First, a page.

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Scrabble (1990)

Producer: Reg Grundy/Group W
Host: Steve Edwards
Announcer: Charlie Tuna
Taping Info: August 1, 1990
Made it to Air: The long-running NBC version was cancelled shortly before this pilot was shot. This pilot was meant for a syndication run that never materialized, although this set was used for the 1993 revival. GSN has also attempted Scrabble-based games that have not made the channel.

The original version of Scrabble was a solid performer for most of the 1980s on the NBC daytime lineup. By 1990, NBC was revamping its daytime lineup and replaced it with reruns of 227. Feeling the show still had legs, Reg Grundy decided this would be a chance to take the show into syndication. For whatever reason, the host torch was passed from Chuck Woolery to local L.A.-personality Steve Edwards.

This pilot starts with something never seen on any version, an voiceover with a bickering couple going through recreational choices before deciding on Scrabble. I guess Patti Deutsch needed the work. The sax-laden theme leads to a less Miami Vice-like set and pretty much a copy of the 1993 set.

Game play is just like any other version, with two players trying to guess words on a Scrabble board one letter at a time. One minor difference was not only did each individual word have a clue, but the entire puzzle had a theme (e.g. "History"). Players still selected "tiles", although the tiles were now virtual. Making an appearance as one of the words to guess was "Godiva", the official trivia answer of game show pilots.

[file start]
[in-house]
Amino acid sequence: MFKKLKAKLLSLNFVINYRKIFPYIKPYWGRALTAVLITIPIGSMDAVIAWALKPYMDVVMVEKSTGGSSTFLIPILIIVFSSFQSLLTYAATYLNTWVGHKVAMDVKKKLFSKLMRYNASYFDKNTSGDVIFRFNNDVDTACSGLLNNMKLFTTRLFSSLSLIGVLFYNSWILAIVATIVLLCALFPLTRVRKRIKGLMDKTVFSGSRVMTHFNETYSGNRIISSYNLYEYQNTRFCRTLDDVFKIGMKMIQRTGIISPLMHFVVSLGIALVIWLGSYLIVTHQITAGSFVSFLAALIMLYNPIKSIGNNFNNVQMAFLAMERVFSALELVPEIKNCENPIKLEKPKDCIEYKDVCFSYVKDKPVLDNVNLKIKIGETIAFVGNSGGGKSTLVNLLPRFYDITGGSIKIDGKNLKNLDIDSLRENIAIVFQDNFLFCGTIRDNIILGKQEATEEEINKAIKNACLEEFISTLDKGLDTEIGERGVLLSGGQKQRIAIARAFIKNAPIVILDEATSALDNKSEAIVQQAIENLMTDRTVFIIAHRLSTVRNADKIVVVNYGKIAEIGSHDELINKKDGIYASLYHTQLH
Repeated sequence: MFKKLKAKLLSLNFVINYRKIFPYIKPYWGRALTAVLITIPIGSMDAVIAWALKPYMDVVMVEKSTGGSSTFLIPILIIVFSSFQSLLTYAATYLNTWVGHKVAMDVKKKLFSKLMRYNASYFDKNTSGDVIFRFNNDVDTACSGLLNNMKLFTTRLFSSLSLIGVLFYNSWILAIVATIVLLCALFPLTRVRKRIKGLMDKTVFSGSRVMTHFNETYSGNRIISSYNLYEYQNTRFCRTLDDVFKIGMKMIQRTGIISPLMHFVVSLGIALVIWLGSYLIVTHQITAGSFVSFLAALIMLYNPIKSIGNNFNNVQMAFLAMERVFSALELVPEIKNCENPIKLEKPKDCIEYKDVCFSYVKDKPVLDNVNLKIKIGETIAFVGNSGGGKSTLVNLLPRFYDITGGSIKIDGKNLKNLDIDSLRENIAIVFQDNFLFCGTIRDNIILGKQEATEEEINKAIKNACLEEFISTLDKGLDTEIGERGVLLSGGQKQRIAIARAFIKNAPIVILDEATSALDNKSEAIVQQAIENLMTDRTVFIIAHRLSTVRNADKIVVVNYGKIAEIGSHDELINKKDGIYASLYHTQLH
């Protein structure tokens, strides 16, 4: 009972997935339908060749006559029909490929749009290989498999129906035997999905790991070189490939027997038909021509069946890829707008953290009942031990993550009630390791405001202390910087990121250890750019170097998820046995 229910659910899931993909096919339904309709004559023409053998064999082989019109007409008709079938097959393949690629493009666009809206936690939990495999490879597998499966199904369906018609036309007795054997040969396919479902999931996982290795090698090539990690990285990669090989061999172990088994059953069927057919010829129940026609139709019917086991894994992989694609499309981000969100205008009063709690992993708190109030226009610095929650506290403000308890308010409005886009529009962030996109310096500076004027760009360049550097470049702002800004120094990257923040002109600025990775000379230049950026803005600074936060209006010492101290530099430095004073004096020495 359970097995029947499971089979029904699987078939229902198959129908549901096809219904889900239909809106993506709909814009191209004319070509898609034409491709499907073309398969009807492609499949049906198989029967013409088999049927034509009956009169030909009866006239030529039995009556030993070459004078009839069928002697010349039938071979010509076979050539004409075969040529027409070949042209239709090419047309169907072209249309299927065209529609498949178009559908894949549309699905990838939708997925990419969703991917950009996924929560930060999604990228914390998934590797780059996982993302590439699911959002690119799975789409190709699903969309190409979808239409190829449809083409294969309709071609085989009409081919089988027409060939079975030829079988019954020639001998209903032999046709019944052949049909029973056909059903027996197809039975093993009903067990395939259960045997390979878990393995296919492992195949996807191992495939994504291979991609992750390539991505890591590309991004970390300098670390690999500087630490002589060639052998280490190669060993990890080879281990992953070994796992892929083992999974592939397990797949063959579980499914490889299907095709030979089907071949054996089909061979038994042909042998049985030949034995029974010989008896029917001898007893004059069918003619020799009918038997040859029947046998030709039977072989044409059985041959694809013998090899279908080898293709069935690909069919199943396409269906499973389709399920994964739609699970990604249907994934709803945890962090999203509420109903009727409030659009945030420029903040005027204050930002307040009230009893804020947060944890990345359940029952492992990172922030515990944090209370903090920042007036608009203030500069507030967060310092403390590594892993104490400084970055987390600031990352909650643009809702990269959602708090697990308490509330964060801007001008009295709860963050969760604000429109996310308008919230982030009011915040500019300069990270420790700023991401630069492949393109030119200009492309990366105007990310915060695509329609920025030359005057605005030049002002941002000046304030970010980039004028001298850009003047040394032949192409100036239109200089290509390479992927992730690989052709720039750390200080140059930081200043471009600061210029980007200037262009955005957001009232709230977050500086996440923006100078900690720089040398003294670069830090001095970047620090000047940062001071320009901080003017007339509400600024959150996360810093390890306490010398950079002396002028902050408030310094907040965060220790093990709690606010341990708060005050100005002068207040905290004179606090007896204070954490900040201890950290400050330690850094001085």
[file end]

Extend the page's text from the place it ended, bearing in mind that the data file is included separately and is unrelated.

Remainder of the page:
Other quirks of the main game remained the same, $500 for solving on a blue letter, $1,000 for solving on a pink letter. If neither player could sweep three words, speed rounds were used to determine the winner, who received a token $500.

The bonus structure was also identical to the format the aired show had upon cancellation. The winner of the main game was timed on his or her ability to guess four words raging from six to nine letters. A second game was played, and the winner of that game tried to beat the first player's time. The better time won an additional $1,000.

The player with the better time got a chance at the Bonus Sprint, which involved the winner trying to get two words in 10 seconds. A successful Bonus Sprint won the player the rolling jackpot, which started at $5,000 and added $1,000 per each day not won. In either case, the player returned the next day.

Other than the grating voice of Steve Edwards, nothing terribly wrong this pilot. However, with the crowded 1991 syndication field, and the failure of the 1990 field on station managers' minds, I can see why this didn't see the light of day.

This pilot has been viewed 9308 times since October 6, 2008 and was last modified on Dec 14, 2009 22:13 ET
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